As debt falls and the risk of a recession rises, the Federal government is promising to enact a series of measures to make housing more affordable in Canada.
Finance Minister Chrystia Freeland released a Fall Economic Statement on Thursday, detailing the government's mid-year update to the budget. The updated outlook focused heavily on reducing Canada's deficit ahead of a pending recession that experts say is likely to hit early next year.
In April, during the 2022 budget announcement, the government projected a $52.8-B deficit for the 2022/2023 fiscal year. That number has now been revised to to $36.4B with the Liberal government projecting a 1.3% debt-to-GDP ratio for the year -- even lower than their initial target of 2%.
Thursday's announcement marked the first federal budget update since April, when the Bank of Canada's aggressive, inflation-fighting rate hikes were just beginning. At the time, the overnight lending rate sat at 0.5%, but has now jumped up a staggering 325 basis points.
Although the government did not previously forecast a recession, the new economic update now warns of a "mild recession in the first quarter of 2023."
Ahead of the update, the Liberal government faced criticism for pandemic spending carrying on longer than some deemed necessary. Freeland, however, defended the spending during her remarks on Thursday.
"Thanks to the historic support we provided -- and because of the incredible resilience of Canadians -- Canada is entering this time of a slowing global economy from a position of fundamental economic strength," Freeland said. "There are 400,000 more Canadians working today than before the pandemic. Our economy is now 103% the size it was before the pandemic. So far this year, our economic growth has been the strongest in the G7. Stronger than the United States, the United Kingdom, Italy, Germany, France or Japan. And thanks to that enviable economic performance, we are able to provide targeted support to the most vulnerable, while still shrinking our deficit."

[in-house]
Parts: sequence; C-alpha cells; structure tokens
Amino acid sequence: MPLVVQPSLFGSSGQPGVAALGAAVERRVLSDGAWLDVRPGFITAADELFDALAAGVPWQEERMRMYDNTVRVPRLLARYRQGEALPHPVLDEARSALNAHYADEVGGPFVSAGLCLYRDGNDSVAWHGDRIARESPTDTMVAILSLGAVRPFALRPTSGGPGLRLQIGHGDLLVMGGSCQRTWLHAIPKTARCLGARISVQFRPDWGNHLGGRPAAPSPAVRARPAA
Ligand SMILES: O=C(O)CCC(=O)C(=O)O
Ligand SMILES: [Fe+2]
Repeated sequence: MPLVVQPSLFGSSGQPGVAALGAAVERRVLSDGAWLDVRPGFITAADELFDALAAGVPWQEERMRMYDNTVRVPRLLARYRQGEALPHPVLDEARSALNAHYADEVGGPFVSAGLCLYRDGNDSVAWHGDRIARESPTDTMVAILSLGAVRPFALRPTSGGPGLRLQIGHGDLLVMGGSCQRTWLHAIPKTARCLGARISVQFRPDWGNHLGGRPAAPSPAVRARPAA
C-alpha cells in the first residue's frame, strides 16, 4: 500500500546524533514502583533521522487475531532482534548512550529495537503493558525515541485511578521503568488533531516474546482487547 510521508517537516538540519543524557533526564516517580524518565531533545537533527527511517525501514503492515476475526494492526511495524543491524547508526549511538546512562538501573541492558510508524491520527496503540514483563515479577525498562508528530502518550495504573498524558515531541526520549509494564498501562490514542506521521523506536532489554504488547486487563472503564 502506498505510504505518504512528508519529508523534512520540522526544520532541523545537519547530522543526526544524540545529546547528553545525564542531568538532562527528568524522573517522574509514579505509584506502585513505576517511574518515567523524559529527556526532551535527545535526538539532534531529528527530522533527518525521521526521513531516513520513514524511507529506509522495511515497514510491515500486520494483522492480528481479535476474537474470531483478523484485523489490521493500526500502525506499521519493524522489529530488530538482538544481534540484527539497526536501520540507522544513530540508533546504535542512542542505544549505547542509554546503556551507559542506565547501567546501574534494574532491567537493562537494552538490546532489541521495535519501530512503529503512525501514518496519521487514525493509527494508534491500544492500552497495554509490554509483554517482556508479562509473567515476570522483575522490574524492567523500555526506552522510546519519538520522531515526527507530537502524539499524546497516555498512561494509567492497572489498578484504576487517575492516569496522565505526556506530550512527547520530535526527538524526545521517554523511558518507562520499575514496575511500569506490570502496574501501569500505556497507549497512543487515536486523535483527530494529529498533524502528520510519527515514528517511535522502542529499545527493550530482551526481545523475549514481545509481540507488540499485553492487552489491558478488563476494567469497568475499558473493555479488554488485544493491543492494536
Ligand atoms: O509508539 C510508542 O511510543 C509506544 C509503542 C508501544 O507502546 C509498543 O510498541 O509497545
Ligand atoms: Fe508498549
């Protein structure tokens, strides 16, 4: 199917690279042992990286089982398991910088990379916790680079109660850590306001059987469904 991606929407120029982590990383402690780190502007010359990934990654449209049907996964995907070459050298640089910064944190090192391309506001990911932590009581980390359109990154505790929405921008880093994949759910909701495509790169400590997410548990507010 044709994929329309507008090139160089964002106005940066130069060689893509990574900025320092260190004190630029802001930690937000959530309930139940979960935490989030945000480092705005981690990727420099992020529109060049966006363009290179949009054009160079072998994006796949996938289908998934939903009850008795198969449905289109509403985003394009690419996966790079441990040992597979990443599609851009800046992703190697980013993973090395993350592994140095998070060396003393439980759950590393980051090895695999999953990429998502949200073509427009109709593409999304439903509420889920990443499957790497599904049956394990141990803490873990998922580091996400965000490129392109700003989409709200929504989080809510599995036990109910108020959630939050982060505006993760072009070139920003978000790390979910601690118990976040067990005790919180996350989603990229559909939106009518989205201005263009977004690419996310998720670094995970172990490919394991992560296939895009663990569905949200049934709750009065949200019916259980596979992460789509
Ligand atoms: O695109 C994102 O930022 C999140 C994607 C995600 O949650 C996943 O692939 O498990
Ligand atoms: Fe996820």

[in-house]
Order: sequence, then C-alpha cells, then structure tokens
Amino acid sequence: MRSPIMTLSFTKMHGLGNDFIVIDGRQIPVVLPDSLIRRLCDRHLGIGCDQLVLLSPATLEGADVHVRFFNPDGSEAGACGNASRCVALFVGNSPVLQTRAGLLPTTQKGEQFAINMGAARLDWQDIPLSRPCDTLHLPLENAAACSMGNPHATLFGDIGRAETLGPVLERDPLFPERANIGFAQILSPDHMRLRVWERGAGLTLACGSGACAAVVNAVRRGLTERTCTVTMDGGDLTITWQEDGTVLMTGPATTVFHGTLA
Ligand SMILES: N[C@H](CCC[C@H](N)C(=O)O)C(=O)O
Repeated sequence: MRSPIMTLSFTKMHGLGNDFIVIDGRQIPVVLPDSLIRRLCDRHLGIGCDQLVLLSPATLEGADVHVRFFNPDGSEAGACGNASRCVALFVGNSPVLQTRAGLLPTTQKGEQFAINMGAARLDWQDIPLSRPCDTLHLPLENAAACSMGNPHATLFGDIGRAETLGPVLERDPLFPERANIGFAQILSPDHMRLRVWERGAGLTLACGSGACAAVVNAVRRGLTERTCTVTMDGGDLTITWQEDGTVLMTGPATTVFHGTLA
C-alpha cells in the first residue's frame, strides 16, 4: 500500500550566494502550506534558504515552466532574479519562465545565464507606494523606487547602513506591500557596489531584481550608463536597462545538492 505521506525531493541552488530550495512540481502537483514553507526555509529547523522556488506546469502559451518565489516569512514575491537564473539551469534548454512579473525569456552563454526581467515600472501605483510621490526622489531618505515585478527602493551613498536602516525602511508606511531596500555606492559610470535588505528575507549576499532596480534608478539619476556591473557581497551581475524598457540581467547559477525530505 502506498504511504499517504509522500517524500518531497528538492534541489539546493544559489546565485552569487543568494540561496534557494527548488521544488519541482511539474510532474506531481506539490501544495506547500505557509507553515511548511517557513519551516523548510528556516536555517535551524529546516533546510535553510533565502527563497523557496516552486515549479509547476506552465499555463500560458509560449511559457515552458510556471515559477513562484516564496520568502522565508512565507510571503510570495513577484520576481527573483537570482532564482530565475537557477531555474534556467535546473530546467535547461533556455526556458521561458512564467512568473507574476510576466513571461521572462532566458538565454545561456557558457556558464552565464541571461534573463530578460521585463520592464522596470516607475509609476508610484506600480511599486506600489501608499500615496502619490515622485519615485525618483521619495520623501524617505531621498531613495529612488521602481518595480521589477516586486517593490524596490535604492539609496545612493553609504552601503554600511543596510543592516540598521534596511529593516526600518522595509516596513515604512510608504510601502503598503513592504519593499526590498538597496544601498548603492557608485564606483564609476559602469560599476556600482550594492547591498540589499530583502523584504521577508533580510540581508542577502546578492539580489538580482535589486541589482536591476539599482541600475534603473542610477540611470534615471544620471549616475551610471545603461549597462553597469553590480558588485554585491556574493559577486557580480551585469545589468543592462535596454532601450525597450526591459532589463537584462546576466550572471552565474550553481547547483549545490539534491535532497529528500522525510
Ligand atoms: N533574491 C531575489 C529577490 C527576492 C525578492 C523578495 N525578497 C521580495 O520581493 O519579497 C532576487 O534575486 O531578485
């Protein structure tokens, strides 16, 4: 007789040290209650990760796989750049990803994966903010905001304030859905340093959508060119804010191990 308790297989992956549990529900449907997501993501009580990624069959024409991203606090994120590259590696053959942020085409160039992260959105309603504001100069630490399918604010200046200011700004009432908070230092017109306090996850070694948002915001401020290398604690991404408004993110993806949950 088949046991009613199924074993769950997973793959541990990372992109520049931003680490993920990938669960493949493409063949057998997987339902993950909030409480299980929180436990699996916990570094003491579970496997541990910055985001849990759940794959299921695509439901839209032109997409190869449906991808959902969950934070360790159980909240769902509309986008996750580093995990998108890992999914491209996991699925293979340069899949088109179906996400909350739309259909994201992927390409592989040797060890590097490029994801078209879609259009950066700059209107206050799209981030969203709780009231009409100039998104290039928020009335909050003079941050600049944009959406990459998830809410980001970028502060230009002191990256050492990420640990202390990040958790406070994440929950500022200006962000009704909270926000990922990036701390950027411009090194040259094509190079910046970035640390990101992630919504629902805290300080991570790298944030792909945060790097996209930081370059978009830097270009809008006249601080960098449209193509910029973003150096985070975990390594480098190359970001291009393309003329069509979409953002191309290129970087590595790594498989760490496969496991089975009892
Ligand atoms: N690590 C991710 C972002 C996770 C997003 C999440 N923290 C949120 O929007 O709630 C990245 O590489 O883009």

Even still, the economic update is light on spending, noting that "as we emerge from the pandemic, the government is running a tighter fiscal ship."
Lighter, however, does not mean non-existent, with $6.1B in new spending planned for 2022-2023, which includes funding for a number of previously announced initiatives. The economic update outlines plans to eliminate interest on federal student and apprentice loans, work with credit card companies to lower and regulate transaction fees, and shift the Canada Workers Benefit to be quarterly.
As to be expected, the cost of housing was a large area of focus in Thursday's announcement, with the government pledging to deliver several pieces of legislation to Parliament that would make good on promised housing-related measures. This included the creation of the new Tax-Free First Home Savings Account, allowing buyers to save up to $40,000 tax-free. The update also affirmed plans to double the First-Time Home Buyers' Tax Credit, providing up to $1,500 in direct support to buyers.
Freeland re-upped the Liberals' promise to introduce a Multigenerational Home Renovation Tax Credit that would provide up to $7,500 to support construction of a secondary suite for a family member who is a senior or adult with a disability. And to target speculators, the federal government plans to fully tax profits from the sale of properties held for less than 12 months, beginning in 2023.
"In the months to come, we will be able to invest in the Canadian economy and be there for the Canadians who need it most—because we were prudent in April, and because we are being prudent today," Freeland said.
The government is also looking to implement a 2% tax on corporate stock buybacks in an attempt to encourage companies to invest in their operations rather than purchasing stocks. This mirrors the 1% buyback tax included in the United States' Inflation Reduction Act, which President Joe Biden signed into law back in August.
Green investments were also included in the update, with a promise to launch the Canada Growth Fund. Announced as part of the April budget, the $15B plan seeks to increase investment in a net-zero emission economy.